TURN RIGHT ONTO DELMAR STREET. This block of Delmar provides a good opportunity to review the Haight's architectural history. But before you begin the walk down the hill, reflect on two aspects of California's architectural heritage. First, because of our abundant lumber resources almost all homes in this state are wood-framed. Secondly our cities are anti-urban. Even though most of our houses stand cheek to cheek, they are unlike anonymous row houses of Chicago, Philadelphia, New York or Boston.
Delmar exemplifies these West Coast traditions. All of the houses on this block are wood-framed and there is considerable architectural diversity. Home building on this street spanned fifty years and the various styles reflect the popular tastes of many generations of San Francsicans. Anti-urbanism was license to build homes unlike one's neighbor's, wood-framing fostered this eclecticism.
168 Delmar, in the Eastlake style.
Photos: Chris Carlsson
The earliest homes in San Francisco are generically labelled "Victorians." The earliest Victorians on this block are a sub-species--the Eastlakes. The houses at 151 and 168 Delmar Street are good examples of this style which was most popular from 1875-1890. The Eastlakes embellish upon earlier architecture. They have taken the strong vertical lines, flat facades and decorative cornices from "the Italianates" (circa 1850-1870) and the jigsaw ornamentation, patterned "sticks" and square bays from "the Sticks" (circa 1870-1875). To these they have added more exuberant carved panels and moldings which new technology had made possible. The style developed loosely out of English designer Charles Eastlake's Hints on Household Taste, but Eastlake found the application of his "hints" so offensive that he disowned the style. He wrote, "I feel greatly flattered by the popularity which my books have attained in America, but I regret that their author's name should be associated there with a taste in architecture and industrial arts with which I have no real sympathy and which by all accounts seems to be extravagant and bizarre."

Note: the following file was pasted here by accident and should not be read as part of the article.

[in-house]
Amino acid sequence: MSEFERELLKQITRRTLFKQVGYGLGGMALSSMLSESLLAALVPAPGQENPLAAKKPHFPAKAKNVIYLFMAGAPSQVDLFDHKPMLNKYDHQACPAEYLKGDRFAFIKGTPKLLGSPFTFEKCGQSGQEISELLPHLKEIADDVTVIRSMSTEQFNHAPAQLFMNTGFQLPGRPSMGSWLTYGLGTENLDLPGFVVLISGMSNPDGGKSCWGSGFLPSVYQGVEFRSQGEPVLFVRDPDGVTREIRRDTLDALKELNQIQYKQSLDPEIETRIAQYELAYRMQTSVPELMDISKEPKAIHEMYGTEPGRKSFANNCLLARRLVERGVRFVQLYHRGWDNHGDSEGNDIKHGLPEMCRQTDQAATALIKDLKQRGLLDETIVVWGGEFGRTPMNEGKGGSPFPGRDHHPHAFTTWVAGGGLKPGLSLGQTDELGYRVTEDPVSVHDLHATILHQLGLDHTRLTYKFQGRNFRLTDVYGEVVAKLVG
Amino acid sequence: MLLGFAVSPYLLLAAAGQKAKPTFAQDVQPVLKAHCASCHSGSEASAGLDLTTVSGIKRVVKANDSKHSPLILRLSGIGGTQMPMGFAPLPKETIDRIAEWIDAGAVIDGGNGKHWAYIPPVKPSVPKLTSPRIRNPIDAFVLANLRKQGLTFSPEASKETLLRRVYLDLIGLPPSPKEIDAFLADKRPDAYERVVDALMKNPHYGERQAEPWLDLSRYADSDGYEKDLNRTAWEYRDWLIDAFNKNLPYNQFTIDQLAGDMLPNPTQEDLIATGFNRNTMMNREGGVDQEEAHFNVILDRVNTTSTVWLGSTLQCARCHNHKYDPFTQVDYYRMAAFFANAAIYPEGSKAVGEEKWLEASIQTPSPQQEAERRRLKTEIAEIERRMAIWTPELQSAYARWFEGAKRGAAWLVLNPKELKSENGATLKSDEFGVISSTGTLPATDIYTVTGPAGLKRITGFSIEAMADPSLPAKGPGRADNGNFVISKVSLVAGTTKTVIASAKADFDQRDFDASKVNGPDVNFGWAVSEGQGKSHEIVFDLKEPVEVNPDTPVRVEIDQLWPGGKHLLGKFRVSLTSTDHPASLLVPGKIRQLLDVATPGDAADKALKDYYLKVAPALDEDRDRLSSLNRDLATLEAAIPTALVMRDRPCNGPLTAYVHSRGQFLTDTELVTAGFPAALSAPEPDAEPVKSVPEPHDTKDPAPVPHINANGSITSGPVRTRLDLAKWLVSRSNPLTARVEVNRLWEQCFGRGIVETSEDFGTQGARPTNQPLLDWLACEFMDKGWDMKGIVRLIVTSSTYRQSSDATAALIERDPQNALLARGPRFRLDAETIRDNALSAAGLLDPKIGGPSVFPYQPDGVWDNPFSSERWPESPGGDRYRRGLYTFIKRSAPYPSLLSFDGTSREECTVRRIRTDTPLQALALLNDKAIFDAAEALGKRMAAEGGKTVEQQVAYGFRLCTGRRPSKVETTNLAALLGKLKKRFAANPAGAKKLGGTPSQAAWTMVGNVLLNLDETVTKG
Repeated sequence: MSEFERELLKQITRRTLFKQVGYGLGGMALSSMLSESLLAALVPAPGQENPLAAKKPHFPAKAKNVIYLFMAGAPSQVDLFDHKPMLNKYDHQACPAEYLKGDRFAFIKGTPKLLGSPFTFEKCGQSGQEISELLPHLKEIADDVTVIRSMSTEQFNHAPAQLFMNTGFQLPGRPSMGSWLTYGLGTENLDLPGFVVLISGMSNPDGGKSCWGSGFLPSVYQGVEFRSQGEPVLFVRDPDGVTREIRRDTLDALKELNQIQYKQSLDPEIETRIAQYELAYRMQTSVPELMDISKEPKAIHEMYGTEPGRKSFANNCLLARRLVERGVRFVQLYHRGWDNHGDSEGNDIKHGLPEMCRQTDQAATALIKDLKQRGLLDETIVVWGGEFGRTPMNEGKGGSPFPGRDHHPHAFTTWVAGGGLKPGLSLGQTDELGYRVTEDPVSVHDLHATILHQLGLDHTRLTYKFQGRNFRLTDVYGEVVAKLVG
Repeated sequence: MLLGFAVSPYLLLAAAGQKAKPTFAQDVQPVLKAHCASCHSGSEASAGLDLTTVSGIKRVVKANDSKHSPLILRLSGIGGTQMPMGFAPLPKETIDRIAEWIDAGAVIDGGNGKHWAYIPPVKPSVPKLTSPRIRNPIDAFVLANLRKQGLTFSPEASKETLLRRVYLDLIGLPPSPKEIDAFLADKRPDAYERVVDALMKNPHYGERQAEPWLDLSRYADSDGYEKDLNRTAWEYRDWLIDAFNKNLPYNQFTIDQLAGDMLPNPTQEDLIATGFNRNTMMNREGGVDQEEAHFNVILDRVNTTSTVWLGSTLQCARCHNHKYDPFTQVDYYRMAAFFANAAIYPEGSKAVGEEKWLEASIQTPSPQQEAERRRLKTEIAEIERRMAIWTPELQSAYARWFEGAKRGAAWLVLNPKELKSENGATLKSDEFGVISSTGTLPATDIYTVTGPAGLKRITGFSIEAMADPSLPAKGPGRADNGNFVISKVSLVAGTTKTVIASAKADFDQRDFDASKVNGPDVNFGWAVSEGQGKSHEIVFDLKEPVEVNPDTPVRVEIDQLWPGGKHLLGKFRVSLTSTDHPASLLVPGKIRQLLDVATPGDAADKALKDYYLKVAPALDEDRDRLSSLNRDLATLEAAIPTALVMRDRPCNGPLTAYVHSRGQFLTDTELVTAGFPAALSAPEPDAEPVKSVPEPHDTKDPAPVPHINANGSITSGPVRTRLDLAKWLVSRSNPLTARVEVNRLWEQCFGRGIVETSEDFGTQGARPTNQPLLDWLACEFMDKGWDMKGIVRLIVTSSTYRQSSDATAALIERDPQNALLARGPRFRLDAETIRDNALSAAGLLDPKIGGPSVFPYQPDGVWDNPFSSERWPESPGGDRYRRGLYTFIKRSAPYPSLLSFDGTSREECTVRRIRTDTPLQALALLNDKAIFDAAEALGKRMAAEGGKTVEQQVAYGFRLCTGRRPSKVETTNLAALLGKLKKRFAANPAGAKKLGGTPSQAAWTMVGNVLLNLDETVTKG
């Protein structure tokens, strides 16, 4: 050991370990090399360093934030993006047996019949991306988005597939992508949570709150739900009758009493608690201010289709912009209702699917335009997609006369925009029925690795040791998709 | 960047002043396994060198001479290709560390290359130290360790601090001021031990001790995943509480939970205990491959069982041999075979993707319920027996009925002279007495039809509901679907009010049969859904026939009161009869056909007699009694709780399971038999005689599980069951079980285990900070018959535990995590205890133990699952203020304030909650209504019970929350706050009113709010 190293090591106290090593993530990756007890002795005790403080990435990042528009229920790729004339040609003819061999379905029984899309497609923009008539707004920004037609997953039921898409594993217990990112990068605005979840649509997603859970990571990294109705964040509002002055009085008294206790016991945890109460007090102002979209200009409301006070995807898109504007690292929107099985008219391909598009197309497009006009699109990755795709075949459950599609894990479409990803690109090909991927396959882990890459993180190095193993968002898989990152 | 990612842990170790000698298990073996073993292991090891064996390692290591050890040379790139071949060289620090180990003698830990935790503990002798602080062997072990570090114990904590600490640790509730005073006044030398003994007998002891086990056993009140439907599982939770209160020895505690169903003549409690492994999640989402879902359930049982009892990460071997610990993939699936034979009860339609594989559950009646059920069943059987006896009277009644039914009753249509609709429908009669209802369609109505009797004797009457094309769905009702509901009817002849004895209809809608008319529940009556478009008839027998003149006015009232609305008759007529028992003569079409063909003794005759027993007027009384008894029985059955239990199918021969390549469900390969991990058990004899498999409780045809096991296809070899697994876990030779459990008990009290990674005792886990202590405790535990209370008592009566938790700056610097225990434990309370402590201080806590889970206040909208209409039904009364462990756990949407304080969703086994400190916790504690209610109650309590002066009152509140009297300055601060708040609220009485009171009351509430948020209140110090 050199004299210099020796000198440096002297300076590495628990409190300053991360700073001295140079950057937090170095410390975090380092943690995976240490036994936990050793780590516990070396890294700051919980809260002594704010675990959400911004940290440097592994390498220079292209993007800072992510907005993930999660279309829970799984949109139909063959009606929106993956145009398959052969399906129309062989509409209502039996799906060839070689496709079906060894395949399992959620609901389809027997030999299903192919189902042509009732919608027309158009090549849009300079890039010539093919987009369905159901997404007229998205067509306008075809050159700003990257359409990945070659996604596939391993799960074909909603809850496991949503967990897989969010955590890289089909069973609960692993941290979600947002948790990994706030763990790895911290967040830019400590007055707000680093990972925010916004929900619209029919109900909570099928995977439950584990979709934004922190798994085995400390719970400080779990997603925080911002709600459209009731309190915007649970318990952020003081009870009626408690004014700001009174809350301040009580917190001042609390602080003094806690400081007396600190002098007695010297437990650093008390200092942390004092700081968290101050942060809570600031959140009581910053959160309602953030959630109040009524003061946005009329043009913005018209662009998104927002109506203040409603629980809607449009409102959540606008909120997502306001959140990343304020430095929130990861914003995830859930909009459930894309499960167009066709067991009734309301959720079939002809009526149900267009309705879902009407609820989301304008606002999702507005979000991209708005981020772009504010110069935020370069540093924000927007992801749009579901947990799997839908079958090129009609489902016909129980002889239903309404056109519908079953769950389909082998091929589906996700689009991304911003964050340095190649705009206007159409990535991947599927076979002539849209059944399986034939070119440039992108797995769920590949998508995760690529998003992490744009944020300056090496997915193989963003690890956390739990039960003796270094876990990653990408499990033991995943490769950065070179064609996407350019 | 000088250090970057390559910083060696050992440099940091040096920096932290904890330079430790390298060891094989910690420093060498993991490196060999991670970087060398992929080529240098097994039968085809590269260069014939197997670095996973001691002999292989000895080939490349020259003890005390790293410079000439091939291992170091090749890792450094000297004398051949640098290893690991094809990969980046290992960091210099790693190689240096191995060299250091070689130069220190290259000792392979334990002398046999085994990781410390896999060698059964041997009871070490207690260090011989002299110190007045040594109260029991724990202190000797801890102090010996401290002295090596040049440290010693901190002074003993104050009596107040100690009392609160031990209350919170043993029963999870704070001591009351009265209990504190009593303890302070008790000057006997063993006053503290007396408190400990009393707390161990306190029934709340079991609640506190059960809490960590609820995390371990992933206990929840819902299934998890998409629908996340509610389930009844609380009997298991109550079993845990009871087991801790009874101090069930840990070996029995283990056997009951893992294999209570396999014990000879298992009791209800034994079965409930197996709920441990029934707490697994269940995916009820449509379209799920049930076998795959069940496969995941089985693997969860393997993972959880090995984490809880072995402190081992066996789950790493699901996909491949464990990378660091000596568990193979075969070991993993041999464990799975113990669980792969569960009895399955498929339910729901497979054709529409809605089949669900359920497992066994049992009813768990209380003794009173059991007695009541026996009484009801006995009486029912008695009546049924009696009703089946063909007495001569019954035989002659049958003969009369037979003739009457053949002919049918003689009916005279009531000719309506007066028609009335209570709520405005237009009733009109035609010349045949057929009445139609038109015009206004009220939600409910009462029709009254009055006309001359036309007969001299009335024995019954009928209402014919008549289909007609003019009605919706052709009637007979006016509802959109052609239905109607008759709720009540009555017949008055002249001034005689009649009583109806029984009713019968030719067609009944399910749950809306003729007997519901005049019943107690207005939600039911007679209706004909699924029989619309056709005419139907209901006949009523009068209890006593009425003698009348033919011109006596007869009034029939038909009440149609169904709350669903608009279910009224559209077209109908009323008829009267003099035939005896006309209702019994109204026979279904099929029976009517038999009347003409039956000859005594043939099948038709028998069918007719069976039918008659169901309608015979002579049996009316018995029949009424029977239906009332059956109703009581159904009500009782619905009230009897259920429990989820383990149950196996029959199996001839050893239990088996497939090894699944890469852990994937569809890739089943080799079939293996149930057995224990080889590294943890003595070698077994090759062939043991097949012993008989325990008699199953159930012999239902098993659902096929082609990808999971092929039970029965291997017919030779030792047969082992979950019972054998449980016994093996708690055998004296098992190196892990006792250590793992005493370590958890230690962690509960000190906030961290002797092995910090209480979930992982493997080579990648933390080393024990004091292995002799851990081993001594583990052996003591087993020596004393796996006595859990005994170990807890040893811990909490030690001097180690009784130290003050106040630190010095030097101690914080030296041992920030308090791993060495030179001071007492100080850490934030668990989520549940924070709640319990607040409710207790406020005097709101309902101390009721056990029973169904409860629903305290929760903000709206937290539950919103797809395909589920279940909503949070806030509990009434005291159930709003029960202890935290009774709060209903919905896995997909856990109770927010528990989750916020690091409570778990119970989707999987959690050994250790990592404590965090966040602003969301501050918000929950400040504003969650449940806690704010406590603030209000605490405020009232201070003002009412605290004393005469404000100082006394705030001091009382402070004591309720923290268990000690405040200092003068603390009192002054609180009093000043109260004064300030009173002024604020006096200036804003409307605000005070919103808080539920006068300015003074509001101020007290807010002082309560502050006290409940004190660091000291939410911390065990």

If Mr. Eastlake was unimpressed by his architectural namesakes he would be no more impressed with their successors, the Queen Annes (121, 124, 130, 155-57, and 159 Delmar Street, for examples).
121 Delmar, 2008.
124 Delmar, 2008.
130 Delmar, 2008.
159 Delmar, 2008.
The Queen Annes are most noted for their rounded corner towers, steep gabled roofs and shingled walls. They were popular from 1890-1910. Like the Eastlakes, the Queen Annes have obscure roots in the British Isles. The English Monarch for whom they are named died in 1714 and unlike Eastlake was never in a position to disown her namesakes.
131 Delmar, Mission revival style, 2008.
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Carlo Middione describes living in 131 Delmar from 1968-1992, and how when he moved in the area was still being redlined by insurers and banks.
Video: Shaping San Francisco
117 Delmar, Classic Revival style.
Other later architectural styles can also be found on this block: Mission revival (131 and 182 Delmar), Classic revival (117 Delmar), Colonial revival (152 and 154 Delmar), and Sunset (138 and 164 Delmar). Perhaps the Sunset homes are most noteworthy. They are a common architectural form in San Francisco but rarely found outside of their natural habitats in the Richmond, the Sunset and the Outer Mission.
152-154 Delmar, Colonial Revival style.
138 Delmar, the standard San Francisco Sunset style.